There are editors and editors. There are those who are handpicked minions of corporate and ruling establishments, who have worked years to faitfhully serve their adopted masters (or mstresses), and in the process ensured a steep and steady rise in their own incomes. These dominate the media today. But then there is the fast vanishing tribe of those who have worked long years in the field, risen to become professionals with values and ethcis forming part of their work ethos. They are largely men (and women though in the partriarchal world of journalism women are not kept in their place) of integrity, independent and refusing to be pushed around where news and facts are concerned.

Nihal Singh was a proud member of the last category, an editor who never compromised, and hence despite his amazing work experience was sidelined by those who control the media today. He was an editor of various newspapers during his years, The Statesman and Indian Express being two noticeables, but more than that he was India’s first foreign correspondent who did not write from his chair in Delhi but travelled the world, to conflict zones, reporting with zeal the situation as it was. His stories made the headlines as the media valued him in those days, and those are years that even till yesterday---as now he is no more---brought a glint of passion in his eyes.

I first got to know him when I joined the Indian Express as a green horn reporter and he was one of the editors in the galaxy that Ram Nath Goenka liked to collect around him. Unlike Kuldip Nayar he was reserved, and kept very much to himself, but was also accessible with a warm smile for the rookie who did knock and go into his room. He followed foreign policy reporting with a hawks eye and did not hesitate to send copy back with a little note every now and again. I will never forget a little note I got from him of someone’s rebuttal to my story with a ‘for your edification’. I had to look up the word in the dictionary at the time, it was so rarely used. And was bubbling over with anger, made sharper by the fact that I knew he was right, and the letter did have a point of view.

Nihal Singh never one to write on politics, or at least not in words that easily made his position understood, became more and more disgusted with politics and the servile attitude of the media since 2014. We would meet often and he spoke, of course in measured tones, of how the institution of the editor was now compromised and the profession jeopardised, with his choice phrases reserved for the current government of the day. Always an editor who believed in keeping governments and political parties more at arms length, Singh wondered at a media that was sitting on the lap of the government to do its every bidding.

It was so refreshing talking to him. He followed a regular scheduled., enjoyed his two tots of whisky every evening before an early dinner, and was a regular at the Saturday Club---an exclusive group of senior civil servants, military officers, academics (all retired). He had a fixed chair next to where the speaker would sit, and usually started the discussion that followed the lecture with a one sharp question, incisive and penetrative. He would always use the paper napkin on the table to sketch a caricature of the speaker of that week, never flattering, but yes capturing the broad profile.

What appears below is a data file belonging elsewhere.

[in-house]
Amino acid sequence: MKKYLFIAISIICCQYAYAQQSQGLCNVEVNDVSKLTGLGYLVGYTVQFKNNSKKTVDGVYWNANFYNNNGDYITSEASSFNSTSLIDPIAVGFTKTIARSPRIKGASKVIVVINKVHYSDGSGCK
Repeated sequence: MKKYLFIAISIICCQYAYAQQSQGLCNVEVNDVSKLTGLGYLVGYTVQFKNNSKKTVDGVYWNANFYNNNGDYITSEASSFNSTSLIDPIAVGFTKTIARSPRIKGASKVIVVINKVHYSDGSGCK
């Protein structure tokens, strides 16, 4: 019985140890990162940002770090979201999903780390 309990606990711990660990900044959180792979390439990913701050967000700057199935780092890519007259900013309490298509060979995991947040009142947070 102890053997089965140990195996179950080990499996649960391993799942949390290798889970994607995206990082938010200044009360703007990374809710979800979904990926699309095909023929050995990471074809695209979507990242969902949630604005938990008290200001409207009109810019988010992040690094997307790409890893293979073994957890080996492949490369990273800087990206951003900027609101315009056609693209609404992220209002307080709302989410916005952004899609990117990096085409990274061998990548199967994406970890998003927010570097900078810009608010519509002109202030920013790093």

And this piece would not be complete without mentioning Singh’s debonair style, his old world British charm that made him a favourite with the ladies. Chivalry at its best!

Nihal Singh was the first editor I went to when we conceived the idea of The Citizen, He loved it, his only worry being how would I a print journalist adapt to the new technology. But from the word go he was the big support for us as we got the team together and started the venture without funds to speak of. He was the only journalist who never asked me about the funding knowing perhaps there was none, but always about how we were doing, and what more could we do. He accepted the responsibility of being on our Advisory Board and did not miss a meeting, being present at the one late last year, frail, quieter than usual, but there for the moral support he know we needed.

He was critical, he would tell me in person what more we could do, but the conversation was always about content not about money. We are so glad in The Citizen that we were able to honour Nihal Singh last year with a Lifetime Achievement Award. We had thought of postponing it for this year, but good sense prevailed, as it would have been too late and a regret that could not have been overcome.

Rest in peace Nihal Singh. You have gone at a time when Independent Media needed you more than ever. But you have your innings, and you served the cause more than most.

Lifetime Achievement Award (English): Surendra Nihal Singh is a columnist and journalist, and former editor of The Statesman. He was a foreign correspondent in Moscow, London, the United States, and Indonesia. He won the prestigious International Editor of the Year Award in New York for his role in opposing Indira Gandhi’s emergency in mid-1975. His publications include The Yogi and the Bear: A Study of Indo-Soviet Relations; Ink in my veins:A Life in Journalism; and The Gang and 900 million: A China Diary.